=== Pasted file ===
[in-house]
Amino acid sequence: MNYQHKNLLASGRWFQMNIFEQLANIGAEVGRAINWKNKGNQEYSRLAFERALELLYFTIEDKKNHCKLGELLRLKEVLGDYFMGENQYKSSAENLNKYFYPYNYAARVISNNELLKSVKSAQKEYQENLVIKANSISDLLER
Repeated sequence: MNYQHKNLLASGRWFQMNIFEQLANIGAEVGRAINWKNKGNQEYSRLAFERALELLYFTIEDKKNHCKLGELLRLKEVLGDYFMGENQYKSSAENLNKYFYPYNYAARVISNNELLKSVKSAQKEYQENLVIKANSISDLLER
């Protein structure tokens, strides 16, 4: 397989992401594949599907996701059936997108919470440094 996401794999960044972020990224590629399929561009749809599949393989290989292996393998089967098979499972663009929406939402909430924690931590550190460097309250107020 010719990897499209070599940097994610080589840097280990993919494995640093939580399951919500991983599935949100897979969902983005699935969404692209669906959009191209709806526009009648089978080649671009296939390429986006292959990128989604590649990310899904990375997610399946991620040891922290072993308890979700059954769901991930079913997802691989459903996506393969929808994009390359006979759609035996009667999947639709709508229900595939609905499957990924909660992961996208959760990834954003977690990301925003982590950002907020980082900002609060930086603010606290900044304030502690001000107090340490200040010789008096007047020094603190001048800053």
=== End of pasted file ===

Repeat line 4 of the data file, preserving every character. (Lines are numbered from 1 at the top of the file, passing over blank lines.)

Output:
């Protein structure tokens, strides 16, 4: 397989992401594949599907996701059936997108919470440094 996401794999960044972020990224590629399929561009749809599949393989290989292996393998089967098979499972663009929406939402909430924690931590550190460097309250107020 010719990897499209070599940097994610080589840097280990993919494995640093939580399951919500991983599935949100897979969902983005699935969404692209669906959009191209709806526009009648089978080649671009296939390429986006292959990128989604590649990310899904990375997610399946991620040891922290072993308890979700059954769901991930079913997802691989459903996506393969929808994009390359006979759609035996009667999947639709709508229900595939609905499957990924909660992961996208959760990834954003977690990301925003982590950002907020980082900002609060930086603010606290900044304030502690001000107090340490200040010789008096007047020094603190001048800053």